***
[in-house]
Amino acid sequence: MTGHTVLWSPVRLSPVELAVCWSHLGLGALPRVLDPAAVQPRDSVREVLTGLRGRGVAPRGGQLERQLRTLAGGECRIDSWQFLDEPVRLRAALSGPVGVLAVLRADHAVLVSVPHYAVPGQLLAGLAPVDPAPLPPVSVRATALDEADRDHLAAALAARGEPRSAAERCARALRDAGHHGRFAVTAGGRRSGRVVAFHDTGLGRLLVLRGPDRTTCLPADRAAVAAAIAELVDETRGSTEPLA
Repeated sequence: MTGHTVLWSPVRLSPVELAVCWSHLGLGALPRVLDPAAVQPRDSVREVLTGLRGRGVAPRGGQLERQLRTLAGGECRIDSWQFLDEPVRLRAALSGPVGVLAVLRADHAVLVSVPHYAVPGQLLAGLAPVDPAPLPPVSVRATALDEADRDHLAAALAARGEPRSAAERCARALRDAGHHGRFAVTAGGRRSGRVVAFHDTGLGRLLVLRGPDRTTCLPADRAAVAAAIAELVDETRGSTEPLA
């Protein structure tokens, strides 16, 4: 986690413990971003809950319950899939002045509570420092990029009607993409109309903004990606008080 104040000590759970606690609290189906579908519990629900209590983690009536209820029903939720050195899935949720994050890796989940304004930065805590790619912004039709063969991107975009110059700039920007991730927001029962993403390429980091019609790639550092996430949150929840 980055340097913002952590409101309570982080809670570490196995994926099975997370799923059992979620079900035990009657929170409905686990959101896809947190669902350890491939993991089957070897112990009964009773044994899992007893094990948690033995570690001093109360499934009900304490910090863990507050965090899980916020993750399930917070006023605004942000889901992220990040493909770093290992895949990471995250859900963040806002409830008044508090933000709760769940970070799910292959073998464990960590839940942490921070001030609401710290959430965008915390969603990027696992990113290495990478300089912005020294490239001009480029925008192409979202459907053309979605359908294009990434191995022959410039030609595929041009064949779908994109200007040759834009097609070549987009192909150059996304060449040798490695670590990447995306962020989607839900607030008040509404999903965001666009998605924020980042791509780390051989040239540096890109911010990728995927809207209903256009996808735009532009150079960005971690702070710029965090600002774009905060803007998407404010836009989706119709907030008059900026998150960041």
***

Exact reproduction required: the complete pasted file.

[in-house]
Amino acid sequence: MTGHTVLWSPVRLSPVELAVCWSHLGLGALPRVLDPAAVQPRDSVREVLTGLRGRGVAPRGGQLERQLRTLAGGECRIDSWQFLDEPVRLRAALSGPVGVLAVLRADHAVLVSVPHYAVPGQLLAGLAPVDPAPLPPVSVRATALDEADRDHLAAALAARGEPRSAAERCARALRDAGHHGRFAVTAGGRRSGRVVAFHDTGLGRLLVLRGPDRTTCLPADRAAVAAAIAELVDETRGSTEPLA
Repeated sequence: MTGHTVLWSPVRLSPVELAVCWSHLGLGALPRVLDPAAVQPRDSVREVLTGLRGRGVAPRGGQLERQLRTLAGGECRIDSWQFLDEPVRLRAALSGPVGVLAVLRADHAVLVSVPHYAVPGQLLAGLAPVDPAPLPPVSVRATALDEADRDHLAAALAARGEPRSAAERCARALRDAGHHGRFAVTAGGRRSGRVVAFHDTGLGRLLVLRGPDRTTCLPADRAAVAAAIAELVDETRGSTEPLA
């Protein structure tokens, strides 16, 4: 986690413990971003809950319950899939002045509570420092990029009607993409109309903004990606008080 104040000590759970606690609290189906579908519990629900209590983690009536209820029903939720050195899935949720994050890796989940304004930065805590790619912004039709063969991107975009110059700039920007991730927001029962993403390429980091019609790639550092996430949150929840 980055340097913002952590409101309570982080809670570490196995994926099975997370799923059992979620079900035990009657929170409905686990959101896809947190669902350890491939993991089957070897112990009964009773044994899992007893094990948690033995570690001093109360499934009900304490910090863990507050965090899980916020993750399930917070006023605004942000889901992220990040493909770093290992895949990471995250859900963040806002409830008044508090933000709760769940970070799910292959073998464990960590839940942490921070001030609401710290959430965008915390969603990027696992990113290495990478300089912005020294490239001009480029925008192409979202459907053309979605359908294009990434191995022959410039030609595929041009064949779908994109200007040759834009097609070549987009192909150059996304060449040798490695670590990447995306962020989607839900607030008040509404999903965001666009998605924020980042791509780390051989040239540096890109911010990728995927809207209903256009996808735009532009150079960005971690702070710029965090600002774009905060803007998407404010836009989706119709907030008059900026998150960041």